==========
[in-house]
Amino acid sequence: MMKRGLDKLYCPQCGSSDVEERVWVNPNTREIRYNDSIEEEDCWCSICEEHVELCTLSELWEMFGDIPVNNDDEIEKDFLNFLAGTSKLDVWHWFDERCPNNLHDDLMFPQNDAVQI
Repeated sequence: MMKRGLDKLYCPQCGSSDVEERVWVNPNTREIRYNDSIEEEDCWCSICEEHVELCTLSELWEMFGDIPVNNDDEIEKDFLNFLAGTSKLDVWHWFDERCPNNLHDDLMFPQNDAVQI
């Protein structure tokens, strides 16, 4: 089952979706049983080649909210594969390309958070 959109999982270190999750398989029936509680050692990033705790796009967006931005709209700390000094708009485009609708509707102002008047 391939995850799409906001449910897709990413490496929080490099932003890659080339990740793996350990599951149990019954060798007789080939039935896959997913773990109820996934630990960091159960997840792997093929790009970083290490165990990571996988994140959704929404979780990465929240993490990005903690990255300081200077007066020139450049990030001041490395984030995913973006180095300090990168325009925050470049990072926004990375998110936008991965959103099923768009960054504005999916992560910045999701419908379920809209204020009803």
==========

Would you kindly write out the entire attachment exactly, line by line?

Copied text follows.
[in-house]
Amino acid sequence: MMKRGLDKLYCPQCGSSDVEERVWVNPNTREIRYNDSIEEEDCWCSICEEHVELCTLSELWEMFGDIPVNNDDEIEKDFLNFLAGTSKLDVWHWFDERCPNNLHDDLMFPQNDAVQI
Repeated sequence: MMKRGLDKLYCPQCGSSDVEERVWVNPNTREIRYNDSIEEEDCWCSICEEHVELCTLSELWEMFGDIPVNNDDEIEKDFLNFLAGTSKLDVWHWFDERCPNNLHDDLMFPQNDAVQI
């Protein structure tokens, strides 16, 4: 089952979706049983080649909210594969390309958070 959109999982270190999750398989029936509680050692990033705790796009967006931005709209700390000094708009485009609708509707102002008047 391939995850799409906001449910897709990413490496929080490099932003890659080339990740793996350990599951149990019954060798007789080939039935896959997913773990109820996934630990960091159960997840792997093929790009970083290490165990990571996988994140959704929404979780990465929240993490990005903690990255300081200077007066020139450049990030001041490395984030995913973006180095300090990168325009925050470049990072926004990375998110936008991965959103099923768009960054504005999916992560910045999701419908379920809209204020009803």